Dacia 1300 Ambulance DACIA Logans, Dusters, Dokker + 13(20)
1950 DAF A10 Ambulance
Dacia 1300 Ambulance DACIA Logans, Dusters, Dokker + 13(20)
1950 DAF A10 Ambulance
|Fate||Absorbed by Mercedes-Benz as a sub-brand|
Maybach Motorenbau (German pronunciation: [ˈmaɪ.bax]) is a defunct German car manufacturer that today exists as a sub-brand of Mercedes-Benz. The company was founded in 1909 by Wilhelm Maybach and his son, originally a subsidiary of Luftschiffbau Zeppelin GmbH and was itself known as Luftfahrzeug-Motorenbau GmbH until 1912.
In 1960, Maybach was acquired by Daimler-Benz. The brand returned as a standalone ultra-luxury car brand in the late 20th century, sharing significant components with Mercedes-Benz. After slow sales, the Maybach name returned once again as a sub-brand of Mercedes-Benz, which is owned by Daimler AG. Daimler currently produces an ultra-luxury edition of the Mercedes-Benz S-Class under the Mercedes-Maybach brand.
Wilhelm Maybach was technical director of the Daimler-Motoren-Gesellschaft (DMG) until he left in 1907. On 23 March 1909 he founded the new company, Luftfahrzeug-Motorenbau GmbH (literally “Aircraft Engine Building Company”), with his son Karl Maybach as director. In 1912 they renamed it to Maybach-Motorenbau GmbH (“Maybach Engine Construction Company”). The company originally developed and manufactured diesel and petrol engines for Zeppelins, and then rail cars. Its Maybach Mb.IVa was used in aircraft and airships of World War I.
The company first built an experimental car in 1919, introduced as a production model two years later at the Berlin Motor Show. Between 1921 and 1940, the company produced a variety of opulent vehicles, now regarded as classics. The company also continued to build heavy-duty diesel engines for marine and rail purposes.
Maybach had a British subsidiary, Maybach Gears Ltd, that specialised in gearboxes. In 1938 in conjunction with Dr Henry Merritt they produced a gearbox and steering system – the ‘Merritt-Maybach’ – for the abortive Nuffield A.16E1 Cruiser tank design.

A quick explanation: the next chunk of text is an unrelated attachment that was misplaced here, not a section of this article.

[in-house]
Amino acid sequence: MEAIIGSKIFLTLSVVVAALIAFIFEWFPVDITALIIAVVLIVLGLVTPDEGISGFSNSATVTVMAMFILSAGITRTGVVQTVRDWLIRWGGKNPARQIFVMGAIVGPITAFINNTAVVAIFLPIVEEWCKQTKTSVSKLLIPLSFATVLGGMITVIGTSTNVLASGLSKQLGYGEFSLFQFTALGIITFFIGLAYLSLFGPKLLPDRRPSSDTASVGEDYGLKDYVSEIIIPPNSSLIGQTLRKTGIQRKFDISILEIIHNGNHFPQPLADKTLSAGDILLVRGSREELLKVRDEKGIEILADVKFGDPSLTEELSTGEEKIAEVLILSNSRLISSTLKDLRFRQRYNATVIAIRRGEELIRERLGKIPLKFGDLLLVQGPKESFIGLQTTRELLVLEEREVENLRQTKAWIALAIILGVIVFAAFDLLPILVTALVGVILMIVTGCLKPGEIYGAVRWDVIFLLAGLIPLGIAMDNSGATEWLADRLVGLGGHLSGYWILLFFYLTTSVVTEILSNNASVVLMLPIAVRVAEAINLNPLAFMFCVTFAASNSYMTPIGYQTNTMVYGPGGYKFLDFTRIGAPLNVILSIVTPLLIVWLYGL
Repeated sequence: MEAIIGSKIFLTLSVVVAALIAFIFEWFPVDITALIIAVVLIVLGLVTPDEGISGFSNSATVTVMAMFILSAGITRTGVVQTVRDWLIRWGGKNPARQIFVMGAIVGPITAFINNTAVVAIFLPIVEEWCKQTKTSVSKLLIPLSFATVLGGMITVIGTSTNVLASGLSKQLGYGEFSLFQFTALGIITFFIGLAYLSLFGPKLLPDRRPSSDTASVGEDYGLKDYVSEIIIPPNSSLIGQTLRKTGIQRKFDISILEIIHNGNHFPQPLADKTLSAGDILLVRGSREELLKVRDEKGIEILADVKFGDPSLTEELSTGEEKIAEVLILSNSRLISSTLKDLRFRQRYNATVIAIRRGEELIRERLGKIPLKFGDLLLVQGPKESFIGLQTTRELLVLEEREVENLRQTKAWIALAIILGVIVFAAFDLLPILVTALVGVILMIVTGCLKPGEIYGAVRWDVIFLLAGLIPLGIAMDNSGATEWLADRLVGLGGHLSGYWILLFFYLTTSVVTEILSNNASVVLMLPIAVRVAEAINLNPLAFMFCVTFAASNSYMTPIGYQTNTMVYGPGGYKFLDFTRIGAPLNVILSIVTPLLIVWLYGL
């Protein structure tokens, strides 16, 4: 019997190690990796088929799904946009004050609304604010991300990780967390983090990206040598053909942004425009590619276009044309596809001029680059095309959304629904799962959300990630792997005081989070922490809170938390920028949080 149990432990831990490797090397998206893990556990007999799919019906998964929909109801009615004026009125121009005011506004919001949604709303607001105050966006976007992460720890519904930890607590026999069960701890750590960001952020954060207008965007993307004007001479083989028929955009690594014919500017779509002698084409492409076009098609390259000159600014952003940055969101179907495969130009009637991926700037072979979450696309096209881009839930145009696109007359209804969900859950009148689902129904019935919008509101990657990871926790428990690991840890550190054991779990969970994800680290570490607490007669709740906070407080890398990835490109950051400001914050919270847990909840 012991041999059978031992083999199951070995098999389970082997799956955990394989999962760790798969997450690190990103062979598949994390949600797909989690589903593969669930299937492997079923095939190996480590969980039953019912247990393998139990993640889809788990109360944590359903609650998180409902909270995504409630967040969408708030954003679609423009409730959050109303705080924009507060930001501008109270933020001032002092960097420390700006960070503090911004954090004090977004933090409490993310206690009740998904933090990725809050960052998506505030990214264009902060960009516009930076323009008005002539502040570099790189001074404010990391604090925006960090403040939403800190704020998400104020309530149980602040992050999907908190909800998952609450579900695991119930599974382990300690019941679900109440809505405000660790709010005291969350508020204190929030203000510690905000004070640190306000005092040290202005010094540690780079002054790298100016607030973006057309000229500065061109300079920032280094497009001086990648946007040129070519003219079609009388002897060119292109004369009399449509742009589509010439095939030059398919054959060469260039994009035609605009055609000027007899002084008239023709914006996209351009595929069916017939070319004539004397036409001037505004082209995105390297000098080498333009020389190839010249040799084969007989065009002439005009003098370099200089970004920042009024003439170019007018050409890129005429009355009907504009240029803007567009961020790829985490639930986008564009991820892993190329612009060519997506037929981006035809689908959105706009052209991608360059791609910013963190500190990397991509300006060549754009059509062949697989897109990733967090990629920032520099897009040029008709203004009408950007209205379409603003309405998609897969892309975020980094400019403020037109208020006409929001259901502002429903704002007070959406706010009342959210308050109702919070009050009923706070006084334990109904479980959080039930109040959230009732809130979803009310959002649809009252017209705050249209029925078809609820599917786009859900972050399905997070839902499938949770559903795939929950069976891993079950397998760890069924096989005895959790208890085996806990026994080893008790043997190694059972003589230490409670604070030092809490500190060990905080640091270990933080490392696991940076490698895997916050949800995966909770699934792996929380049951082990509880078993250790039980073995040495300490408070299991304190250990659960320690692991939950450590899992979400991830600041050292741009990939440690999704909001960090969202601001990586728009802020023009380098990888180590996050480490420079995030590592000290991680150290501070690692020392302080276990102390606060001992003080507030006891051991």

During the Second World War, Maybach produced the engines for Nazi Germany‘s medium and heavy tanks such as the Panzer IV, and the Tiger I (Maybach HL230) and Tiger II (Maybach HL230), as well as the light tank, Panzer II. The engine plant was one of several industries targeted at Friedrichshafen.
After WW II the factory performed some repair work, but automotive production was never restarted, and some 20 years later, the company was renamed MTU Friedrichshafen. Daimler-Benz purchased the company in 1960. Post-1960 the company was mainly used to make special editions of Mercedes cars in the W108 and W116 model range, which were virtually hand built. These cars however carried the Mercedes badge and serial numbers.
Daimler presented a luxury concept car at the 1997 Tokyo Motorshow. A production model based on it was introduced in two sizes – the Maybach 57 and the Maybach 62, reflecting the lengths of the automobiles in decimetres. In 2005, the 57S was added, powered by a 6.0 L V12 bi-turbo engine producing 450 kW (603 hp) and 1,000 N·m (738 lbf·ft) of torque, and featuring various cosmetic touches.
Initially, Daimler-Chrysler predicted annual sales of 2,000 worldwide with 50 per cent coming from the United States; however, these expectations never materialized. In 2007, Mercedes bought back 29 US dealers, reducing the total from 71 to 42. In 2010, only 157 Maybachs were sold worldwide, compared to 2,711 similarly priced Rolls-Royces. Just 3,000 have been sold worldwide since the brand was revived in 2002.
Daimler announced in November 2011 that Maybach would cease to be a brand by 2013 and manufactured the last Maybach vehicle in December 2012. This was because of poor sales.
With poor sales expectations and the heavy impact of the 2007-08 financial crisis, Daimler AG undertook a complete review of the Maybach division, approaching Aston Martin to engineer and style the next generation of Maybach models along with the next generation of Lagondas. According to Automotive News, only 44 Maybachs had been sold in the U.S. through October 2011.
An article in Fortune noted that Mercedes had missed out on the chance to purchase Rolls-Royce and Bentley when they were up for sale in the 1990s:
“Mercedes backpedaled and decided it needed to be in the ultra-luxury business too, but it went after it in a remarkably clumsy way.”
It further stated that the first Maybach models had poor driving dynamics compared to its contemporaries from Rolls-Royce and Bentley:
“Mercedes took an aging S-class chassis and plopped an absurdly elongated body on it … rather than develop a new car from the wheels up, as BMW did with Rolls-Royce, or cleverly use the underpinnings of an existing model like the Volkswagen Phaeton for a new Bentley.”